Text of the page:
Mises-Hayek critique

Allin Cottrell cottrell at wfu.edu
Tue Nov 1 11:27:44 MST 1994

At least one contributor to this list has suggested that the Mises-
Hayek critique (MHC) of socialist economic planning is the
most important theoretical topic facing socialists today.  I agree.

Ever since it first emerged as a political doctrine, theory of
society, and hope for humanity, socialism has existed in several
variants, but few would dispute that the most fully-articulated
and coherent version of socialism is that of Marx and Engels.
The Marx-Engels critique of capitalism has two main aspects:
(1) capitalism is a deeply unjust and exploitative system, and (2)
it is also irrational and wasteful (although it was at first a
tremendously progressive system).  The force of these points
rests on the claim that 'we can do better' -- that a superior
mode of production and form of social organization is feasible: a
planned, cooperative and egalitarian system.  And this
alternative system is not just a 'nice theory': the material
preconditions for socialism are brought about by the process of
capitalist development itself, although the realization of socialism
requires a sharp break at the political level, including the
expropriation of the owners of capital.

Now, if it turns out, as per the Mises-Hayek critique, that the
Marxian vision of a planned, cooperative and egalitarian mode
of production is just a dangerous delusion, then we might as
well pack up and go home.  In that case we have no basis -- no
*right* even -- to criticize capitalism, as opposed to this or that
particular abuse or misguided policy under capitalism.  We can
still be 'progressives', in some fairly loose sense, and we can still
champion the cause of the underdog, but if there is no workable
socialist alternative, the critique of *capitalism as such* is just
empty sentimentality.

Hence the importance of probing the MHC.  In addition to
some of the other work cited on the list, Paul Cockshott and I
have been working on this topic for some years.  We believe
we have some strong arguments against the MHC, and in
support of socialist planning -- not as it was practiced in the
USSR, but as it could feasibly be practiced given modern
information technology (and, of course, given the political will).
Aside from our book, Towards a New Socialism (1993), we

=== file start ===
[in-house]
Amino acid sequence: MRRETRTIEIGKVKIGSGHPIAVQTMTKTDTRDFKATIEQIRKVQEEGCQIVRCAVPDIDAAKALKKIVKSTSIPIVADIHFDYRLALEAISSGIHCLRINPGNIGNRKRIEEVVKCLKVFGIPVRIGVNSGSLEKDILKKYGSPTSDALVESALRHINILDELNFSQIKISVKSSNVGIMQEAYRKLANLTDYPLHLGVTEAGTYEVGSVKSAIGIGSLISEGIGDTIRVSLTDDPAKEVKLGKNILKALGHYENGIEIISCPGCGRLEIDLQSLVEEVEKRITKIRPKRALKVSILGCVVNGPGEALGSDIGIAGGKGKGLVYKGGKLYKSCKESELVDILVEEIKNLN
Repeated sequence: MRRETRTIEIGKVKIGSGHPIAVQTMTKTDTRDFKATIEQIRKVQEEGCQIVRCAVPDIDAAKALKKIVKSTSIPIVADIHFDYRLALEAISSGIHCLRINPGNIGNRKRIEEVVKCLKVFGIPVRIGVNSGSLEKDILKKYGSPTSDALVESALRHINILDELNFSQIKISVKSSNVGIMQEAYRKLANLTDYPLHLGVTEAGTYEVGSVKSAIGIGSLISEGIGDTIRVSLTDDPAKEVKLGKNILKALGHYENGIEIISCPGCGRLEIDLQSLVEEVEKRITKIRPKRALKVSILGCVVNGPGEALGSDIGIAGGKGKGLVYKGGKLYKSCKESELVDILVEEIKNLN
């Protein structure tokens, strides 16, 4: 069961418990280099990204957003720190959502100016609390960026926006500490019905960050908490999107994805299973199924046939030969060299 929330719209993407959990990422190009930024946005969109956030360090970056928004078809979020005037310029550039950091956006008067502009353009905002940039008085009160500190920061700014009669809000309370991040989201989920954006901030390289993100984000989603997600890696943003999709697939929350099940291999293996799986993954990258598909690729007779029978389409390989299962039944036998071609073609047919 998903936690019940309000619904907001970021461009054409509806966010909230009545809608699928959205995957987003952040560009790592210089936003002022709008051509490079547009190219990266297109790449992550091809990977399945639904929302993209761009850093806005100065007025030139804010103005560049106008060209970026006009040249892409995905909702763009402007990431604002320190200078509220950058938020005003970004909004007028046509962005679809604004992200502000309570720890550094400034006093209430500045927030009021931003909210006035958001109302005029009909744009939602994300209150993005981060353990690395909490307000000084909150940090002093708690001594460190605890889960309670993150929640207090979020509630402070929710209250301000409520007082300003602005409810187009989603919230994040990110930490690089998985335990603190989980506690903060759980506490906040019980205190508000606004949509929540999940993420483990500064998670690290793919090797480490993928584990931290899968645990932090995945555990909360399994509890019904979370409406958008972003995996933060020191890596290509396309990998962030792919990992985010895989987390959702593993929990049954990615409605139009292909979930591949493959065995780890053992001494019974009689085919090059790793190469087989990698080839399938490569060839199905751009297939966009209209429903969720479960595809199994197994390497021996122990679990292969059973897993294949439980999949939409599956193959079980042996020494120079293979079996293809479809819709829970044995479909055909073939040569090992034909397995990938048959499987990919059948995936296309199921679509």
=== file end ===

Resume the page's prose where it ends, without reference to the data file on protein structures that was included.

have written two articles specifically on Mises and Hayek.
One, which deals primarily with Mises' version of the arguent, I
have mentioned previously (it's in the Review of Political
Economy, 1993).  A second piece tackles Hayek's 1945
article, 'The Use of Knowledge in Society'.  This is currently a
working paper.  It argues that Hayek's points about the inherent
superiority of decentralized, market-based decision-making --
while quite plausible at first sight --are not sustainable in the light
of the scientific theory of information.  It also argues that his
strictures on the absurdity of attempting the 'conscious' direction
of socio-economic development are based on an untenable
subjectivist philosophy that is out of joint with modern scientific
materialism.  And we argue that Hayek's analogy between
market processes and natural evolution is superficial and

To date, we have received rather little comment on our work --
and we would greatly appreciate informed criticism.  For
anyone interested, the two papers mentioned above are
available over the internet, from the colorado 'hererodox
economics' gopher.  Point a gopher at csf.colorado.edu and
look under /econ/Authors/Cottrell.Allin -- soccalc.ps and
hayek1945.ps are postscript versions of the Mises and Hayek
papers respectively.  (hayek.ps is also a critique of Hayek, but
it deals with his theory of the business cycle).

Allin Cottrell
Department of Economics
Wake Forest University
Winston-Salem, NC 27109
(910) 759-5762
cottrell at wfu.edu


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